The Nuclear Proliferation International History Project, (NPIHP) is pleased to announce a 3-month research fellowship for a scholar studying Brazil’s nuclear history, in particular as it relates to US-Brazilian relations, Brazil’s nuclear relations with Argentina and other countries, and Brazil’s evolving role in the Nuclear Non-Proliferation Treaty (NPT) regime.

The fellowship, made possible by a generous grant from the Carnegie Corporation of New York, will provide a unique opportunity to conduct archival and oral history research on Brazil’s nuclear history using resources in the Washington, DC area, at US presidential libraries, and in cooperation with NPIHP’s partners at Fundação Getulio Vargas in Rio de Janeiro, Brazil, and elsewhere in the world.  


The ideal candidate will be an advanced Ph.D. candidate or post-doctoral researcher studying Brazil’s nuclear program from a historical perspective, however exceptionally good proposals will also be accepted from more junior scholars working on the subject matter.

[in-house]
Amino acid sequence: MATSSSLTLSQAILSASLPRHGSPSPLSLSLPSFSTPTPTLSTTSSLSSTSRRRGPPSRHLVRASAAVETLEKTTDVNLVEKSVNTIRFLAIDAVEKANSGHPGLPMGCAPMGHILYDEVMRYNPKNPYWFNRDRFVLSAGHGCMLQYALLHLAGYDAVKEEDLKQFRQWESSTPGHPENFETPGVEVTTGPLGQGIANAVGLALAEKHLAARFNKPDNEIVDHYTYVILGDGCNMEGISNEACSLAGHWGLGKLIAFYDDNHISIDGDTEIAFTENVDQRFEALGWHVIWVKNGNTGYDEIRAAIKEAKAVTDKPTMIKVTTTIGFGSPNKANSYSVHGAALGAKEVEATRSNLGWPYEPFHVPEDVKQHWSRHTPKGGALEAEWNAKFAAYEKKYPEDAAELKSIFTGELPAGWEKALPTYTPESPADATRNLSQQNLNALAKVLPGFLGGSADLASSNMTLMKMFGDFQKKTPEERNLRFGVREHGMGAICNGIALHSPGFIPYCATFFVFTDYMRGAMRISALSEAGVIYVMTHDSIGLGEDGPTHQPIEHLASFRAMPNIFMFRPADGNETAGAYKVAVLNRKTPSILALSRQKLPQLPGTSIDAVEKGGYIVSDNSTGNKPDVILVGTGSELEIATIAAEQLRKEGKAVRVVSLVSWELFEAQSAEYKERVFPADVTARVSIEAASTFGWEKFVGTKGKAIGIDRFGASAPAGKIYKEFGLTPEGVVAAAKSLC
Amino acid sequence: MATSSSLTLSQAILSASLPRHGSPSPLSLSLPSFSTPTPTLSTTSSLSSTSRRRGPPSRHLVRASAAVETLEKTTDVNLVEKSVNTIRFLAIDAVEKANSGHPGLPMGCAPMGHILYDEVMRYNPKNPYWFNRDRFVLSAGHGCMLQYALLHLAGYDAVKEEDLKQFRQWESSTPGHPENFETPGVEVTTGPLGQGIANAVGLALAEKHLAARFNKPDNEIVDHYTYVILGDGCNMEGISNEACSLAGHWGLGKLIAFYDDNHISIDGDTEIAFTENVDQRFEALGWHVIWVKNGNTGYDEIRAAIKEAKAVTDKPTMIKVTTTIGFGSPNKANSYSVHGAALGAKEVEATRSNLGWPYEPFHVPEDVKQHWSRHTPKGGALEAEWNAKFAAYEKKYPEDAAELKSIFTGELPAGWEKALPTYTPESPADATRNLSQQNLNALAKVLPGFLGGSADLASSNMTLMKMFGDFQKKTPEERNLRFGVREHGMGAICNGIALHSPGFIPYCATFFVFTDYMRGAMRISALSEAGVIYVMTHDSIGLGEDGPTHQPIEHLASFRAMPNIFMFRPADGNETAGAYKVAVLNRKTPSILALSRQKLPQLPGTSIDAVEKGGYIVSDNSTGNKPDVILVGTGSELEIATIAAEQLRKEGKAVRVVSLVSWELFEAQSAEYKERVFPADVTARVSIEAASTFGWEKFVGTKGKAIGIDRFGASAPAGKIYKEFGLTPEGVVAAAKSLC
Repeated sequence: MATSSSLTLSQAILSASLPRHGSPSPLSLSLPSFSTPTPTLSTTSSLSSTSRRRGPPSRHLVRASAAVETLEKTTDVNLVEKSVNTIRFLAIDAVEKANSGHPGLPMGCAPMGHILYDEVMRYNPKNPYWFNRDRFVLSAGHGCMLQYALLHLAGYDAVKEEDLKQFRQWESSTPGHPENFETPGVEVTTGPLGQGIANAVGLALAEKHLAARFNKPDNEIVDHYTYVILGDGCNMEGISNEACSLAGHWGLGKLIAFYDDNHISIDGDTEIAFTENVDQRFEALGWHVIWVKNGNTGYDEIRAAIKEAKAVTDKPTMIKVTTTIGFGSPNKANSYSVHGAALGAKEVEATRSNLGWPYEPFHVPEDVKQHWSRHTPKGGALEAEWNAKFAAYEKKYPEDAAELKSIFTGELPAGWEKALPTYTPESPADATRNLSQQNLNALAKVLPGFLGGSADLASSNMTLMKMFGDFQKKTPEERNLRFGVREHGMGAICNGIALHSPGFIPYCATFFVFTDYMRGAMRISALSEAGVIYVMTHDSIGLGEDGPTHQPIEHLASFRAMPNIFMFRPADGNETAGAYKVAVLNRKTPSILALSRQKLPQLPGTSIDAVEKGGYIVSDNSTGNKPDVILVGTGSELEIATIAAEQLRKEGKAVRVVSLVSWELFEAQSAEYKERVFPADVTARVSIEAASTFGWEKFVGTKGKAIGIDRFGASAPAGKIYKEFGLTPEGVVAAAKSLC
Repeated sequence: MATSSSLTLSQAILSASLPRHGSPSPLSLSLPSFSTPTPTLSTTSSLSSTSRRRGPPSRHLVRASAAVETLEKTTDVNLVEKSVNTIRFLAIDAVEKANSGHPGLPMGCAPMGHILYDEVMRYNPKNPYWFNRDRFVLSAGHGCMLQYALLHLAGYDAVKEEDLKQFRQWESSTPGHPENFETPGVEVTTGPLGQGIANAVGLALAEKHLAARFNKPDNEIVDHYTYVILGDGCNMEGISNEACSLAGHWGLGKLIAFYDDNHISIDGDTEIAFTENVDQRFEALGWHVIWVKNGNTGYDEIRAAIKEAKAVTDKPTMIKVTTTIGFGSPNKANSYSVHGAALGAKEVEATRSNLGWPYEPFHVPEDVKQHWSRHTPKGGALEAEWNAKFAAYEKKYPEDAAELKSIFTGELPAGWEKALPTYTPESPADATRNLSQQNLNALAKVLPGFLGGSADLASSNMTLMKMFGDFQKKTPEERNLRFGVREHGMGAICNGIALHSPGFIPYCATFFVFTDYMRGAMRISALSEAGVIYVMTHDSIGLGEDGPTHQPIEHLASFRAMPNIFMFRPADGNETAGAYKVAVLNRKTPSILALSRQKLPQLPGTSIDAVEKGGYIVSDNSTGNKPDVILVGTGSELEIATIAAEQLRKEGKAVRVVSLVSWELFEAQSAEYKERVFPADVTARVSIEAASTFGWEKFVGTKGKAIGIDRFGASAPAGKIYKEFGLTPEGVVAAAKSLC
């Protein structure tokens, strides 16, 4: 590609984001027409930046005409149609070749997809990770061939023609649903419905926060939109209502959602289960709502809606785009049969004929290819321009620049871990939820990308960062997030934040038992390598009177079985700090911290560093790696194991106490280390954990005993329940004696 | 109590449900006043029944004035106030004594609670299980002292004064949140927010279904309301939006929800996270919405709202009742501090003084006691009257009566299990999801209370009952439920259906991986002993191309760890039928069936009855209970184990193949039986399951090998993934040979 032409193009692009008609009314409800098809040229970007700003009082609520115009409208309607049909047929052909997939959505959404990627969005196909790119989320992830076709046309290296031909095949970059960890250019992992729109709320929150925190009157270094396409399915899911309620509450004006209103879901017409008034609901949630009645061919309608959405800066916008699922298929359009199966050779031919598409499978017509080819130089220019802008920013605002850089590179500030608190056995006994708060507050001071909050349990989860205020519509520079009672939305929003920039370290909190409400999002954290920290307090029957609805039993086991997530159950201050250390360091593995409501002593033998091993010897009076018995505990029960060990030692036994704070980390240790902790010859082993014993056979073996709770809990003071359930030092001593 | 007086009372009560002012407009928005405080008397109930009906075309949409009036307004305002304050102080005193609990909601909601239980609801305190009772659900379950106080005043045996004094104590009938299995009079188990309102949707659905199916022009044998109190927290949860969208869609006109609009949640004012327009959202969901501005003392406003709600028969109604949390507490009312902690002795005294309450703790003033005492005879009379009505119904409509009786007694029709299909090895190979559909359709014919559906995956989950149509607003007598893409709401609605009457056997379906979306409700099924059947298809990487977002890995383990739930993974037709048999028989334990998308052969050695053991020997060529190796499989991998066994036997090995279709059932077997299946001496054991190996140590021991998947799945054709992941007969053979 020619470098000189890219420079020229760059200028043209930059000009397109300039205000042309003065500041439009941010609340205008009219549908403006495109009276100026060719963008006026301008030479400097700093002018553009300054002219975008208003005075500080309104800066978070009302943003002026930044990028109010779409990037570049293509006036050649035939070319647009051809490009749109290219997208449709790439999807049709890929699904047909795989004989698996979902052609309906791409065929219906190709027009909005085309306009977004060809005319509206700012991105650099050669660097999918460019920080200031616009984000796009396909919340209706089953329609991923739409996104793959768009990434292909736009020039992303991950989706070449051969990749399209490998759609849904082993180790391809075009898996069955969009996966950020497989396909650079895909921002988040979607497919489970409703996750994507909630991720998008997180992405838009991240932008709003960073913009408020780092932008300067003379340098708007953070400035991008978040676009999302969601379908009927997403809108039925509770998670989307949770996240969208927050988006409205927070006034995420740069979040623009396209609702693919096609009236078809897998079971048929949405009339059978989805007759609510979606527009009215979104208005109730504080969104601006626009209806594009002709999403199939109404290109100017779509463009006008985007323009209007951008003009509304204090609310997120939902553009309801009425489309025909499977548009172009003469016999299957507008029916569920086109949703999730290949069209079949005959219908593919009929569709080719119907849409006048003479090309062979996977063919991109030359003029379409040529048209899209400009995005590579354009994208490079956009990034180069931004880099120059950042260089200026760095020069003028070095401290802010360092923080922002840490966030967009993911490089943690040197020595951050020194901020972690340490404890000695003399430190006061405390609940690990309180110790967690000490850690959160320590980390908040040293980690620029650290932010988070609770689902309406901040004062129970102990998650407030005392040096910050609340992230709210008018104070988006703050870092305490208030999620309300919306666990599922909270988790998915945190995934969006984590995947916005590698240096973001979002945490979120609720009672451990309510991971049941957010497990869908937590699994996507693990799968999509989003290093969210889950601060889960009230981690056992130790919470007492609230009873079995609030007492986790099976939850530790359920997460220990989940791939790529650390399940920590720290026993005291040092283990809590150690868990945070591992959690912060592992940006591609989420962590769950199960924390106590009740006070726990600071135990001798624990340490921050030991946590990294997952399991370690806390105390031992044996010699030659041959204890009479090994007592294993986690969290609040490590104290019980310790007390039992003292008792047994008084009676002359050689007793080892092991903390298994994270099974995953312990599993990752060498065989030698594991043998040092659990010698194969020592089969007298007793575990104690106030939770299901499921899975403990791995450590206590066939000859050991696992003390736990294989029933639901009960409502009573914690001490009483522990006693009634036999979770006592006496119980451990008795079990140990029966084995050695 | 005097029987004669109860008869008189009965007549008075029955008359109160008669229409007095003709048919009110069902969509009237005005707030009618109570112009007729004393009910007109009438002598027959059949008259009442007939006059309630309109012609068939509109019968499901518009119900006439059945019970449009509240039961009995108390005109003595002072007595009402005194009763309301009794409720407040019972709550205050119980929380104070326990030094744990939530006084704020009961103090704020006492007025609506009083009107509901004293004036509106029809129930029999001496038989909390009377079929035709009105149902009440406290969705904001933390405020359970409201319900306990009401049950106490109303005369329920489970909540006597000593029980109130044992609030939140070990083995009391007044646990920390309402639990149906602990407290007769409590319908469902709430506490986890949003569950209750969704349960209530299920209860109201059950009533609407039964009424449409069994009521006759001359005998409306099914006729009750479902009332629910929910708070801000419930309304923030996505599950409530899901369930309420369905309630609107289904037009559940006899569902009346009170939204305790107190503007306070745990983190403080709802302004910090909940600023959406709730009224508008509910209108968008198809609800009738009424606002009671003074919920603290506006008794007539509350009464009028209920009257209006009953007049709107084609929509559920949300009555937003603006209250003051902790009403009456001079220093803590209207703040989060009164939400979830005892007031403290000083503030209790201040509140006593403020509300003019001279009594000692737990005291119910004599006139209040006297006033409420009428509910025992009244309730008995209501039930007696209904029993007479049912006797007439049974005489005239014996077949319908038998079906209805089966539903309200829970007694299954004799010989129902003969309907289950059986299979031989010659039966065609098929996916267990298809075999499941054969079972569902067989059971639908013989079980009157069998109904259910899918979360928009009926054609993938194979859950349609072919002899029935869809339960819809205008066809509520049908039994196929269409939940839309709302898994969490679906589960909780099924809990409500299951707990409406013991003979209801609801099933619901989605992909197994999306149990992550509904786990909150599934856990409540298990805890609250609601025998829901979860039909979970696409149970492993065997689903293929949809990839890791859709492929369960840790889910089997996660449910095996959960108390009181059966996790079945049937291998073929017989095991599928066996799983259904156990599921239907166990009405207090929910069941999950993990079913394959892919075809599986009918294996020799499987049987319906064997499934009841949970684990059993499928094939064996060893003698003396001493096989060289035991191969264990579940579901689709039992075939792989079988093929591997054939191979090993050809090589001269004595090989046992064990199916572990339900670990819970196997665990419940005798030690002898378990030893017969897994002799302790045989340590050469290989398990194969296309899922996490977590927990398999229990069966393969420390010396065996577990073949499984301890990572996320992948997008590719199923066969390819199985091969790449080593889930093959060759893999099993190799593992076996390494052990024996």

The fellowship will be awarded to an individual with substantial academic and professional accomplishments, a compelling research question, and the ability to connect research conducted during their proposed fellowship to their own ongoing body of academic research.

Fellowship Details

This fellowship opportunity is available for three consecutive months between 4 September and 21 December 2012. It includes a monthly stipend of $5,000, visa sponsorship (if necessary) as well as full access to Wilson Center resources, including network access, office space, and borrowing privileges from the Wilson Center library and the Library of Congress.

In addition to these Wilson Center resources the fellow will have the opportunity to connect with other members of the Nuclear Proliferation International History Project’s broad network of researchers in Washington and around the world, and to use the wide array of relevant document collections available in the Washington, DC area, including at the National Archives and Records Administration, (NARA), the Library of Congress, and the National Security Archive.

How to Apply

The deadline for applications is 16 July 2012. Interested candidates must submit a CV, one letter of recommendation, and a proposal (maximum 1,000 words) outlining the project, the work they propose to conduct, and the envisaged outcomes.

Please direct all application materials and inquiries to